Some Saskatchewan schools shuffle staff around as COVID-19 increases absenteeism

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Some Saskatchewan schools are having to shuffle staff into new positions to cope with increased absenteeism driven by COVID-19.

“Thanks to the continued creativity and flexibility of our staff, we are still in a position to keep all our schools staffed with enough adults to continue with the school day,” said Regina Catholic Schools spokesperson Twylla West.

“For example, a principal might cover a class, a Learning Catalyst Teacher may pause their work to teach a class, etc.”

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Saskatchewan School Boards Association president Shawn Davidson said that while he does not know how widespread the issue is, it’s a worry he’s heard from members as Omicron leaves its mark on Saskatchewan.

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“The key concerns will be around absenteeism,” he said.

“Our organization and our members continue to maintain that the best learning takes place when we have students in our classrooms, in our buildings and actively learning, and when that becomes impossible, then the challenges that go with that to students’ education come to fruition.”

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Saskatchewan Teachers Federation president Patrick Maze worried about the implications that such staff shuffling could have for students, especially those with special learning needs.

“When you (have) English as a second language teachers, when you have learning assistance teachers, when they’re pulled out of their assignments, it’s not making the best use of those teachers’ skills and the students they work with aren’t getting the extra work they need, the attention they need,” Maze said.

The trend comes as the Good Spirit School Division announce Yorkton Regional High School is temporarily moving all classes online due to a “large number” of COVID-19 cases. Global News reached out to the division about how its staff members and teachers have so far been impacted by COVID-19 this semester but has not yet heard back.

Regina Public Schools has confirmed that two classes within its schools have also moved online.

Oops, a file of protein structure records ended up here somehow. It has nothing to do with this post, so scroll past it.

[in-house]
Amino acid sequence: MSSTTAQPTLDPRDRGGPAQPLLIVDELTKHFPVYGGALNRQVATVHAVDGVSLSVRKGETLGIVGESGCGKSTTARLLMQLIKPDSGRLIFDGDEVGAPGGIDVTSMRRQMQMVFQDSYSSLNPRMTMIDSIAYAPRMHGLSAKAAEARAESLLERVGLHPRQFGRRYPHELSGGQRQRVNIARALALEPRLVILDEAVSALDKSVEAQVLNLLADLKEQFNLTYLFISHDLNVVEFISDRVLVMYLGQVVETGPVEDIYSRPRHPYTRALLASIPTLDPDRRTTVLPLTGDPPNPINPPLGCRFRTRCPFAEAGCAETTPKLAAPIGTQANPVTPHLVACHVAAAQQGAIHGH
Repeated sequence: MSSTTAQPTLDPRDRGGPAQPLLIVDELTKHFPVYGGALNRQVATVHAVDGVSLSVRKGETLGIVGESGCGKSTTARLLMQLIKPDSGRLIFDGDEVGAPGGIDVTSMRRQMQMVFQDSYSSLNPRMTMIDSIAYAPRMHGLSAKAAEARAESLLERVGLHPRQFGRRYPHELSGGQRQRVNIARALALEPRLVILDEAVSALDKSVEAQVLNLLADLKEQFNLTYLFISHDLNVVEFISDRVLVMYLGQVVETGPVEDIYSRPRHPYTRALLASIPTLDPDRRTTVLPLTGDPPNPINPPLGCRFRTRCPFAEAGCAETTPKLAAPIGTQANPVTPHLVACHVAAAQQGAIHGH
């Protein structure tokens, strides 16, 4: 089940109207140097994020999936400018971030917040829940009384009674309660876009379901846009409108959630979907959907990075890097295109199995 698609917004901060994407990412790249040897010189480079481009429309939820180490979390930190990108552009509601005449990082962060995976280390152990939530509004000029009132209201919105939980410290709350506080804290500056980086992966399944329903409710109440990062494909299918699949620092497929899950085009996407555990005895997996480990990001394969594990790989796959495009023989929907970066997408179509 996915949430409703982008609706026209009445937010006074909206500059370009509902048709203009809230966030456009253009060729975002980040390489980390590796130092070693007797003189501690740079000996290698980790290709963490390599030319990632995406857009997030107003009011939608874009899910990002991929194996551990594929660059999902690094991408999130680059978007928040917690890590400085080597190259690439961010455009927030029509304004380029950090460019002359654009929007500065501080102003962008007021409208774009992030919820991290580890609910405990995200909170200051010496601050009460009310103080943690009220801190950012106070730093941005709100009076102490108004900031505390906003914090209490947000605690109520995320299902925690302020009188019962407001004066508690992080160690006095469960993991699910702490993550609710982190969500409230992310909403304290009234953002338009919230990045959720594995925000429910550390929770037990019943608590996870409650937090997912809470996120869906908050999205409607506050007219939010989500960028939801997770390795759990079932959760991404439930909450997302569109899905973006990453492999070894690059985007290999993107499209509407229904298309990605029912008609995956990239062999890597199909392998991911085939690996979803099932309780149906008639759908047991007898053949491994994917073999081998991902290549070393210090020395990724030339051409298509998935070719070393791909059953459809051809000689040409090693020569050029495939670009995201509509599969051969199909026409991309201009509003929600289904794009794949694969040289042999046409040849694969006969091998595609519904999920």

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Read more:

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Global News asked several other school divisions how COVID-19 is impacting students and staff.

The Chinook School Division indicated that since Jan. 3, 89 cases have been reported in 16 of its 29 schools.

Regina Catholic Schools has reported 230 cases since classes resumed.

The Regina public school division did not provide a specific number of reported cases but a spokesperson said its dealing with the highest number of schools with reported cases since the pandemic began.

“We are currently not reporting case numbers, only schools that have had cases reported to them,” Regina Public Schools Communications Director Terry Lazarou.

“These numbers are not as reliable as they have been previously. Please keep in mind that before December, cases were announced and provided by the Saskatchewan Health Authority and, currently, we are relying on parent/guardian/student and staff self-reporting, which may be a little less predictable.”

Twylla West of Regina Catholic Schools added that the burden of case reporting and contact tracing “is in addition to our usual work, and certainly take a lot of time and resources.”

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Davidson said the SSBA has heard concerns from school divisions about the added workload. He said he’s even heard reports of divisions hiring extra staff to lessen the impact of the increased workload on existing staff and teachers.

“It is taxing for our admin staff to be able to get all that work done. We really are educators. That’s our area of expertise and we feel this is certainly a foray into the work of health so that is challenging,” he said.

“Parents can be confident that school divisions are still working with their health officials to ensure the safety of students and staff.”


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